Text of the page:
The aim of this study is to document the common otorhinolaryngological manifestations among SCD patients in our environment. Thorough understanding of otorhinolaryngological manifestation in SCD will help improve management of these patients.
This was a retrospective study of patients referred from haematology clinic to Ear, Nose and Throat Department of UPTH from June 1st, 2015 to June 30th, 2018. Patients case notes and clinic records were accessed. Information was retrieved from patients’ case notes and ward records. Patients age, sex, haemoglobin genotype, presenting complains and diagnoses were analyzed. Retrieved record was loaded into Microsoft excel spreadsheet and analyzed with SPSS version 20.
Sixty-three (63) SCD patients aged between 0-29 years were seen. Thirty-eight (60.3%) were male while twenty-five (39.7%) were female giving male female ratio 1.5:1. Most (93.7%) of the patients had sickle cell anaemia (HbSS) while 6.3% had HbSC. Most (79.4%) of patients studied were between 0-9 years of age bracket. The commonest complain was fever seen 80%, followed by painful swallowing seen 65%. Obstructive adenotonsillar enlargement was seen 20.1% of cases. Recurrent tonsillitis seen 57.1% was the commonest diagnosis. Obstructive adenoid and tonsil was seen 20.6%.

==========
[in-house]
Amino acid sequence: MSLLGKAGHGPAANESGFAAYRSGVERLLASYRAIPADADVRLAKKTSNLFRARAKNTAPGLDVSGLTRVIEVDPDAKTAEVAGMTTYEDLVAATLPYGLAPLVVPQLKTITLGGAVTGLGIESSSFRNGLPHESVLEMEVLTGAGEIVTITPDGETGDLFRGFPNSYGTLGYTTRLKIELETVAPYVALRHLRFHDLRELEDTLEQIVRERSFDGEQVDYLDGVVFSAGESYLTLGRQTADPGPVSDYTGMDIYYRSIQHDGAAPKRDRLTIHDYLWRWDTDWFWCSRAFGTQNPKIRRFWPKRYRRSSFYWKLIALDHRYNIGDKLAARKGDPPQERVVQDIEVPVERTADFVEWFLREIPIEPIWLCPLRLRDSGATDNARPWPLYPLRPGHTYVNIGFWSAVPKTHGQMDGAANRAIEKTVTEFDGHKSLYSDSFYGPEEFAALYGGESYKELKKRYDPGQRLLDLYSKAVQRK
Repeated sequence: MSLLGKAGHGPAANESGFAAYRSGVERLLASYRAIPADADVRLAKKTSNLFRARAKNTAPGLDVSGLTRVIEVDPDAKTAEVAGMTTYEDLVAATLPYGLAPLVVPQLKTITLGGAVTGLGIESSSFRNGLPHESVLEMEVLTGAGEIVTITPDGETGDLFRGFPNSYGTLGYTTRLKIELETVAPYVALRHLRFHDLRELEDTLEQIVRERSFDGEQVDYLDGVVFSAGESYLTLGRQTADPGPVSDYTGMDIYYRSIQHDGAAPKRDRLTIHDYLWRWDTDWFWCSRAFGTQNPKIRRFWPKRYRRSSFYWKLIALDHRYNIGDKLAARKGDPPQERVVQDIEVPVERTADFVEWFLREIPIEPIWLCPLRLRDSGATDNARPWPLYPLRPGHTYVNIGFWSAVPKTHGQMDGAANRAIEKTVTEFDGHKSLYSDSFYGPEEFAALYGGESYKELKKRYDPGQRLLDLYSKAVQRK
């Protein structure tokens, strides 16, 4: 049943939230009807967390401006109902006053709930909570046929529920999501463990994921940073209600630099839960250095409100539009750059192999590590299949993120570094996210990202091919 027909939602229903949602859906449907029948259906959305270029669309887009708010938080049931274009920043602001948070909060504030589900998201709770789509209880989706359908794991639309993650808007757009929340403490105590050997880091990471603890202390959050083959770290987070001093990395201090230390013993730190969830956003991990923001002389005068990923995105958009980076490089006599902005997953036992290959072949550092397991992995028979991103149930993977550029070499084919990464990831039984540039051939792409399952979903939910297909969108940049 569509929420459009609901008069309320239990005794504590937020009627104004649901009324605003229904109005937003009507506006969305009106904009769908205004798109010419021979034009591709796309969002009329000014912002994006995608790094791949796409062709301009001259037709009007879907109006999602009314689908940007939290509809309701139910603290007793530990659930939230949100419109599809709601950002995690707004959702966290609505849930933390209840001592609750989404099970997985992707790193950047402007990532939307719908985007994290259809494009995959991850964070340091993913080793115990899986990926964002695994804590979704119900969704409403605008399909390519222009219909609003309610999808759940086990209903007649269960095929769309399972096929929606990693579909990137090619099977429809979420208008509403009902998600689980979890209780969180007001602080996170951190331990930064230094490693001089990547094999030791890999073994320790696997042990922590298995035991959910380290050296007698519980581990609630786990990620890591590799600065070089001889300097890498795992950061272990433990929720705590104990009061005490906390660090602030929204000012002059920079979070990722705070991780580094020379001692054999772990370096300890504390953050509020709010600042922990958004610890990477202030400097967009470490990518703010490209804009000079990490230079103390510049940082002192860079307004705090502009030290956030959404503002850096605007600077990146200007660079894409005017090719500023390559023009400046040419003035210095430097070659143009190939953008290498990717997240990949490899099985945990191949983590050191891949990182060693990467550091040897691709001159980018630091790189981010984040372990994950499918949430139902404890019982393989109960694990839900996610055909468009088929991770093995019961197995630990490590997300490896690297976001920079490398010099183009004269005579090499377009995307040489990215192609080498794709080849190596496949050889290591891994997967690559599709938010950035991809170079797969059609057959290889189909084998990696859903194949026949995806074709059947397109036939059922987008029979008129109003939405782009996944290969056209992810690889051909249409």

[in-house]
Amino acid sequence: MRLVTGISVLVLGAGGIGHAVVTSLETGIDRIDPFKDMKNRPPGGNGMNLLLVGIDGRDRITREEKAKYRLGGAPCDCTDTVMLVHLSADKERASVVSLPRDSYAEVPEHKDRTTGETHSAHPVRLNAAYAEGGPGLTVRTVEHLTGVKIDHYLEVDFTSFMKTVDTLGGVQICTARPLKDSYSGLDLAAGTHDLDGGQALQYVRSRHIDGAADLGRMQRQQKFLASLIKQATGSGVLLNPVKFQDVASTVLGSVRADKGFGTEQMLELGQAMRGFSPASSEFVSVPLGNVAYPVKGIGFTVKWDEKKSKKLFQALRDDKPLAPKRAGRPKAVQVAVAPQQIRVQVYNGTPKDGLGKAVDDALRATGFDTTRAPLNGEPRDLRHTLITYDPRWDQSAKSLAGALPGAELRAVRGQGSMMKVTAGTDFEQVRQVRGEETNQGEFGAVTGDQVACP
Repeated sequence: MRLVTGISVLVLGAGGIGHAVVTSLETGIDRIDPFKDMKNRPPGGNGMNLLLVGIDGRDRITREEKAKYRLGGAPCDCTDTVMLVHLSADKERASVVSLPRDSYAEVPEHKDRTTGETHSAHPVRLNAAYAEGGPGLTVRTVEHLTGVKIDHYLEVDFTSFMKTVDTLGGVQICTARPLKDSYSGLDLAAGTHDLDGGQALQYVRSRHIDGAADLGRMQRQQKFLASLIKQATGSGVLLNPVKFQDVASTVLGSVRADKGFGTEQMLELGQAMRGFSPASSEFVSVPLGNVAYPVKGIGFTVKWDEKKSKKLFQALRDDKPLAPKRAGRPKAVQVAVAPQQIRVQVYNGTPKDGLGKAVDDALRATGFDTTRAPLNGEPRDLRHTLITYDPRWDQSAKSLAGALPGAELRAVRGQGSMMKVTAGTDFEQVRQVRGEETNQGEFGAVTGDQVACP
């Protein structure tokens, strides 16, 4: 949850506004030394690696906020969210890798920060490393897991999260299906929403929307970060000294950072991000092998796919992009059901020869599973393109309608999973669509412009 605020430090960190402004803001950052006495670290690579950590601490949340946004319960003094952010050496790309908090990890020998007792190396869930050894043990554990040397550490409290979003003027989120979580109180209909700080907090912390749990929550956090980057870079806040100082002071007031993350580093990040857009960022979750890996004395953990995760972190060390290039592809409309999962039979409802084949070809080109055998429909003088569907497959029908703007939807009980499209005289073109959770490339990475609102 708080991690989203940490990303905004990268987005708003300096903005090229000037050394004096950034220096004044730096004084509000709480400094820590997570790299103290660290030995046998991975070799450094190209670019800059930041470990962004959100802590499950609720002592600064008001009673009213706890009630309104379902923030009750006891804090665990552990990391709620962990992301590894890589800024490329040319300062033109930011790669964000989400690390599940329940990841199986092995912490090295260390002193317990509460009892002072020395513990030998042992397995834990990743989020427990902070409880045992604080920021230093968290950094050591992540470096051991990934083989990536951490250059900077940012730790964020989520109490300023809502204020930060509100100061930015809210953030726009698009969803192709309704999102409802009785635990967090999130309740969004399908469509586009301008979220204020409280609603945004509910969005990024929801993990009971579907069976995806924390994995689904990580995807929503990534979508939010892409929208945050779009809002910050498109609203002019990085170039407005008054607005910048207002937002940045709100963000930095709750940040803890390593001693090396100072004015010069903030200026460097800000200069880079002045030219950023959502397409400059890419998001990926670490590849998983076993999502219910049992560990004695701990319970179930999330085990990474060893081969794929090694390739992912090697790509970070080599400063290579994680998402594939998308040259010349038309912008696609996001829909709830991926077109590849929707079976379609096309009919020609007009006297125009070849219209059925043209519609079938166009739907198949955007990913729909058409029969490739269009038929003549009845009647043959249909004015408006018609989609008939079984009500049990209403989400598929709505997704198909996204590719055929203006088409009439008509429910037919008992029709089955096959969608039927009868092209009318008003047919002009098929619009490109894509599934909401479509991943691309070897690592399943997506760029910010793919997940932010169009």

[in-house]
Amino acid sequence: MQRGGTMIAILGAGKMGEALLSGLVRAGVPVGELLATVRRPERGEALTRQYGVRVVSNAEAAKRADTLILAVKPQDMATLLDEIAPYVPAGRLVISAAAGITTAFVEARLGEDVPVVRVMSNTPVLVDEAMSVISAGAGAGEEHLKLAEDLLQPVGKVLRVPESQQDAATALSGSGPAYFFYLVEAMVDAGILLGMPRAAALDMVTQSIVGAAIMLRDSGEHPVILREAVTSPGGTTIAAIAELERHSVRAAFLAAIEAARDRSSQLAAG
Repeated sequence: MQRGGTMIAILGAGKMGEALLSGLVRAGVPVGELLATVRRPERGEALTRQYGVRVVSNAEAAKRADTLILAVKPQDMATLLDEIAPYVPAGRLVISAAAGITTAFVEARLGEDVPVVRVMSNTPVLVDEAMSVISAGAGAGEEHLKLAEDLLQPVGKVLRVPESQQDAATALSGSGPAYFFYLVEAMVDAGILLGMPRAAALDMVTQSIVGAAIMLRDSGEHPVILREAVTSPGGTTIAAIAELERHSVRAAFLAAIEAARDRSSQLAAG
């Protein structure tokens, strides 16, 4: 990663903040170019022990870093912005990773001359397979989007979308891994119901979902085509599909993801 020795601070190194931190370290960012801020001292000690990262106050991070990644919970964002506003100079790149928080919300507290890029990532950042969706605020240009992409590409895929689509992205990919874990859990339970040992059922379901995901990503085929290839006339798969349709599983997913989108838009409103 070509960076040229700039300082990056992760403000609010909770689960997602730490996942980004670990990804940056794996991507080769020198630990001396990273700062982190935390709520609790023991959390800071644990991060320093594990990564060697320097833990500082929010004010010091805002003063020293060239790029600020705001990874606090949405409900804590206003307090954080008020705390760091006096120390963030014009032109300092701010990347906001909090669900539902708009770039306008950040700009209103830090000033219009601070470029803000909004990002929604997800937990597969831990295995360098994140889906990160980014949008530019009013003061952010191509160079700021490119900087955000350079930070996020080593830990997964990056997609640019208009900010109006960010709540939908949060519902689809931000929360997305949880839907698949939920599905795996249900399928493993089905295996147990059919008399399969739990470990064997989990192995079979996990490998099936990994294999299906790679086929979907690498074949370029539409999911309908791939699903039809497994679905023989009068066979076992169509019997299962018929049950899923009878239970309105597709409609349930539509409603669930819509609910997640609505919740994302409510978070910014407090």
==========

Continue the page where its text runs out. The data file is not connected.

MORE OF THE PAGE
Table 1: Age Distribution of Patients
Table 2: Diagnosis
Recurrent tonsillitis was the commonest diagnosis seen in the study. Tonsillitis is a common finding in sickle cell disease. 5, 12, 13 Frequent episodes is said to be associated with painful crisis.13Ajulo reported reduced incidence of complications from pneumococcal infections following tonsillectomy.12
Obstructive adenontosillar disease was seen in 20.6% of patients. This quite high compared to rate seen in similar age group without sickle cell disease in Nigeria.14 This also agrees with the findings of Gois et al., in which they found 21% as the prevalence of obstructive adenotonsillar disease in SCD.15
Only one case of sensorineural hearing loos was seen in this study. This is quite low compared to the findings of Onakoya et al in Ibadan, Nigeria.10 They studied 167 adult SCD patient’s loss in 66% of their subjects.10 The difference in prevalence may be attributable to the adult study population.10 However the prevalence of hearing loss in this study is similar to that reported by Alabi et al in Ibadan.4 This may be as a result of the similarity in demographics in both study population.
Epistaxis was seen in 3.7% of SCD patients in this study. This is similar to the prevalence gotten among non-sickle cell patient in Kaduna by Kirfiet al.16 However, this low compared to study similar among sickle cell patients by Nardo-Marino in Uganda.7
In conclusion, recurrent tonsillitis and adenotonsillar hypertrophy are commonest otorhinolaryngological manifestation seen in this study. The prevalence of sensorineural hearing loss was very low in this series. We hope that will generate interest to encourage detailed prospective studies on the subject matter.
We are grateful to matrons V. C Eneremadu and E Kemuel- Amadi Chief Nursing Officers in charge of Paediatric haematology and ENT clinics of University of Port Harcourt Teaching Hospital for facilitating access to their departmental records. In addition, we wish to acknowledge the Executive Director of the Mother, Baby and Adolescent Care Global Foundation – Dr Eli Sukarime for his advice and support during this work.
Conflict of Interest:
There was no conflict of interest